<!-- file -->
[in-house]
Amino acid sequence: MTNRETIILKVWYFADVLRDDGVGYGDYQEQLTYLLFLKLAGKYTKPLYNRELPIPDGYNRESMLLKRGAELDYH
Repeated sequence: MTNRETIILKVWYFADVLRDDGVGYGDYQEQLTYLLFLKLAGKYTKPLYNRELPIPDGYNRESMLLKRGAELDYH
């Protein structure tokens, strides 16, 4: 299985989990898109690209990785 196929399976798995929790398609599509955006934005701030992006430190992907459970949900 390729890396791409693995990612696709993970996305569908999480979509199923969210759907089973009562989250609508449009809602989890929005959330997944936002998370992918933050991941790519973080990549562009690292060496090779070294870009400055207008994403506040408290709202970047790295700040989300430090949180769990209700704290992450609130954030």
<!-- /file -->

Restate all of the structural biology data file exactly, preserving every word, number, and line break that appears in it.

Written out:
[in-house]
Amino acid sequence: MTNRETIILKVWYFADVLRDDGVGYGDYQEQLTYLLFLKLAGKYTKPLYNRELPIPDGYNRESMLLKRGAELDYH
Repeated sequence: MTNRETIILKVWYFADVLRDDGVGYGDYQEQLTYLLFLKLAGKYTKPLYNRELPIPDGYNRESMLLKRGAELDYH
């Protein structure tokens, strides 16, 4: 299985989990898109690209990785 196929399976798995929790398609599509955006934005701030992006430190992907459970949900 390729890396791409693995990612696709993970996305569908999480979509199923969210759907089973009562989250609508449009809602989890929005959330997944936002998370992918933050991941790519973080990549562009690292060496090779070294870009400055207008994403506040408290709202970047790295700040989300430090949180769990209700704290992450609130954030």